New study reveals alcohol is more harmful than most people in West realize
Alcohol use costs the U.S. more than $250 billion a year in lost work productivity, higher healthcare costs, criminal justice expenses, and vehicle accidents.
Excessive alcohol use also kills more than 140,000 people in the U.S. every year. Even the recent spike in opioid overdose deaths doesn’t come near the number of people killed by alcohol annually.
Yet despite all the destroyed lives and livelihoods and the huge toll that excessive alcohol use takes on the economy and society, alcohol retains its positive patina in the West.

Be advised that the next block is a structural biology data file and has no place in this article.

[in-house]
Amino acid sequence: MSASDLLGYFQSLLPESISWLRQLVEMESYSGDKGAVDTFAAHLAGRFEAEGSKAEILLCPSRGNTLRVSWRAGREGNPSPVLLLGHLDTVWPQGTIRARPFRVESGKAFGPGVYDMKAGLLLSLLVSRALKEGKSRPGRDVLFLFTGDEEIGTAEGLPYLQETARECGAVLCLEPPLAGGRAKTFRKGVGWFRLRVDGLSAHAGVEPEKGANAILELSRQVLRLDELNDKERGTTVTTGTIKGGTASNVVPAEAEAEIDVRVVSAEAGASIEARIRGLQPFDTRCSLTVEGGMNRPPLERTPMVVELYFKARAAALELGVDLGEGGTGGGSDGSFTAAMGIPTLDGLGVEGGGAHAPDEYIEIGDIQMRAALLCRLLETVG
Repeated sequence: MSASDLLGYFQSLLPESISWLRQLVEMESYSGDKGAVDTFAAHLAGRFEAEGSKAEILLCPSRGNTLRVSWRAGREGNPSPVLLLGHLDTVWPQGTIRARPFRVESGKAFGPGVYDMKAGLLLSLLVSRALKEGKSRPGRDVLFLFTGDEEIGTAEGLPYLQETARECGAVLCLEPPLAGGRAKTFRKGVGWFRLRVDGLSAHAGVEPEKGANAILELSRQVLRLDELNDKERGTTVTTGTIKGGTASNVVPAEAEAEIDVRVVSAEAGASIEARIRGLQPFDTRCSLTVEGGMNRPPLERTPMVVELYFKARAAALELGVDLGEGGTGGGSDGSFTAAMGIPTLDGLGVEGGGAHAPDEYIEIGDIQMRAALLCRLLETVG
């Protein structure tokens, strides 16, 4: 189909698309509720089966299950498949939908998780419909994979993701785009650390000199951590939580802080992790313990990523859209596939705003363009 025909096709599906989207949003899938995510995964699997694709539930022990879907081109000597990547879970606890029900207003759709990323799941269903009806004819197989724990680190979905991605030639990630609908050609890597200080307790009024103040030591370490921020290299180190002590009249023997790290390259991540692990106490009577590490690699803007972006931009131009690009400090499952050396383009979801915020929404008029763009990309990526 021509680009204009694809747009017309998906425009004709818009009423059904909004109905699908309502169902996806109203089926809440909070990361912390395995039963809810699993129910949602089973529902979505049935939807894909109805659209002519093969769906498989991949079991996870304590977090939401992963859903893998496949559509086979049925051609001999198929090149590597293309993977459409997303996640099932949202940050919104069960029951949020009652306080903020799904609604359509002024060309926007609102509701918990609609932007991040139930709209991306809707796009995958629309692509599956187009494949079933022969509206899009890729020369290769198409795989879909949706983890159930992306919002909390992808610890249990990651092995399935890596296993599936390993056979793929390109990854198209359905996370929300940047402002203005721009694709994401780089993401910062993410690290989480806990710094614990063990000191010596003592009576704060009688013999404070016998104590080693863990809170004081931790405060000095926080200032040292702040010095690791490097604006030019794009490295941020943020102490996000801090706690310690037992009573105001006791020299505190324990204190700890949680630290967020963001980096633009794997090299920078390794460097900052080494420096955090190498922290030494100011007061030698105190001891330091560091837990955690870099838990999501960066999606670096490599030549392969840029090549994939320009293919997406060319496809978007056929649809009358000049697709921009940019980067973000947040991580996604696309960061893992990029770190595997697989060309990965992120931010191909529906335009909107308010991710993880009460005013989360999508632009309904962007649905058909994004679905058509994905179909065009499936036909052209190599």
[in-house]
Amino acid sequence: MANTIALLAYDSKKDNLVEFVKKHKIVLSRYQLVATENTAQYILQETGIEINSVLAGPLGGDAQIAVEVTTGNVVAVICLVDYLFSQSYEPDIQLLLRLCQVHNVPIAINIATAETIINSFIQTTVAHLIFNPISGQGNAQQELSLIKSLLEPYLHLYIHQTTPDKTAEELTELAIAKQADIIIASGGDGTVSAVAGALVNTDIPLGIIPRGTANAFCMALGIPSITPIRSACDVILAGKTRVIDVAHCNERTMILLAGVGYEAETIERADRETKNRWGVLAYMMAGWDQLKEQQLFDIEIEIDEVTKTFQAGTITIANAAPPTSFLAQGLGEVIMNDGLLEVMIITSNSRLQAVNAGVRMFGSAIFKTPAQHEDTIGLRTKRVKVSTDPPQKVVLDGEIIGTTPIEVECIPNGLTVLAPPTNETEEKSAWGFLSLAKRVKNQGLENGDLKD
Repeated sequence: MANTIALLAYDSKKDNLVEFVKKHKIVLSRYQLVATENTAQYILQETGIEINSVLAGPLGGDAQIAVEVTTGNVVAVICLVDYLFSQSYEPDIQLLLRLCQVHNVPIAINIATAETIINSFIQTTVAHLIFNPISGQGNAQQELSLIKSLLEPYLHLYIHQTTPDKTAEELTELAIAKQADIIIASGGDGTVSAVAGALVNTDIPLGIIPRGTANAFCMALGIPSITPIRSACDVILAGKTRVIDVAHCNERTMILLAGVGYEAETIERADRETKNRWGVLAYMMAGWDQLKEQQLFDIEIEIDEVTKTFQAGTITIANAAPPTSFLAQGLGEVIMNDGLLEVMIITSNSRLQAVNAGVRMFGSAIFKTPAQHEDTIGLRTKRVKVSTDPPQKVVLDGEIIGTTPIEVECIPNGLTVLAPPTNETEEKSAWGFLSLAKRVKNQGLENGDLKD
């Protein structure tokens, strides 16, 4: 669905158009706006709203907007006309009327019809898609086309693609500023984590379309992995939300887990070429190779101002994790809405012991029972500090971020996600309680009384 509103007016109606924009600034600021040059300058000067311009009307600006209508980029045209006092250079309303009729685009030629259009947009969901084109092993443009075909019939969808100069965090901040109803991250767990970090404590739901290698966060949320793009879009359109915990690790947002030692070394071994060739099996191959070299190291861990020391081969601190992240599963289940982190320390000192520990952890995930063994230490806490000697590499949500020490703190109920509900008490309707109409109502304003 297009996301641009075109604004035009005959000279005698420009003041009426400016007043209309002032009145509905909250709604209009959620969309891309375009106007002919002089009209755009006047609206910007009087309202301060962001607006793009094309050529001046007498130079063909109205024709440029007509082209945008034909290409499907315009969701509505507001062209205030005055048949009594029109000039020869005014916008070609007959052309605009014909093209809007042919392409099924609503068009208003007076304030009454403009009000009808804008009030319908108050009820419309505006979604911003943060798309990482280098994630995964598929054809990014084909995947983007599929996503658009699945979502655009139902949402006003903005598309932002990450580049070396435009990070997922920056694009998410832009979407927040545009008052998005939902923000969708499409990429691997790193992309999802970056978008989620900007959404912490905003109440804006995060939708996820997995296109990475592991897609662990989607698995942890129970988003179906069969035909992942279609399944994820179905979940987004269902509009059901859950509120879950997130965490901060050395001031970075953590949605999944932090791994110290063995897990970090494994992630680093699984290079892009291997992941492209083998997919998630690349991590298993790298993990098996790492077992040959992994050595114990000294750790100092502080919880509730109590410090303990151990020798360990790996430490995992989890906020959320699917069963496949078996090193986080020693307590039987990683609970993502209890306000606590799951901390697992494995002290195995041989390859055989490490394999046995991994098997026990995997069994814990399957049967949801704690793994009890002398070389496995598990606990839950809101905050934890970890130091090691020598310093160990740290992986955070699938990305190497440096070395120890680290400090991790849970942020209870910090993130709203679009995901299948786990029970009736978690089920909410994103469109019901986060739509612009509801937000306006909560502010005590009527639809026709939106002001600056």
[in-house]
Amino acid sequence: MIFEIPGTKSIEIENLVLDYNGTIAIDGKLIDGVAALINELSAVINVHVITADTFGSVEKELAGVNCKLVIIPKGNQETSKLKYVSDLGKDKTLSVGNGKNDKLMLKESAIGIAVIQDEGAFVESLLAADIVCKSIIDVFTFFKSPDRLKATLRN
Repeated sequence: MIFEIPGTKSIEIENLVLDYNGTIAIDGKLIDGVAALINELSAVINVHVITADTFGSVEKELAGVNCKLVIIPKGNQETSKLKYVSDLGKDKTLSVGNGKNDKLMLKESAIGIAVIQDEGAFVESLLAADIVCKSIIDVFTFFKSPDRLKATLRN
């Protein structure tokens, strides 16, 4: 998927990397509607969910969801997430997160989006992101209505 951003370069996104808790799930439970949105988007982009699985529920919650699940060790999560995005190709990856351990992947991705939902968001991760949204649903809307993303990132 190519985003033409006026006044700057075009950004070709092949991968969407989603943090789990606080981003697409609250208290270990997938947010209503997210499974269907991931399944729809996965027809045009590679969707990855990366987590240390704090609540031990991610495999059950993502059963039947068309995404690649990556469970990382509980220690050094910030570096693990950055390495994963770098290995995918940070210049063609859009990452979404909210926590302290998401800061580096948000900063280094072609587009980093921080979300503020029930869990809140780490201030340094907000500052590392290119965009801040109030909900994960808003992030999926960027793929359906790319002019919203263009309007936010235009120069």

That is dangerous because it lulls individuals and society into thinking there’s nothing to worry about with alcohol. That is simply not true, as two recent studies make clear.
Alcohol is killing people in their prime
A study just appeared in JAMA in November 2022. It found that 1 in 8 deaths in Americans aged 20 to 64 can be attributed to excessive alcohol use. When that age range is narrowed to 20 to 49, one in five deaths is from excessive alcohol use. Among 20 to 34-year-olds, 1 in 4 die from excessive alcohol use.
How are people dying in these cases? Mostly from alcoholic liver disease, cancers related to drinking (mouth, throat, esophagus, breast, liver, and colon cancer), heart disease, and from injuries and accidents related to intoxication.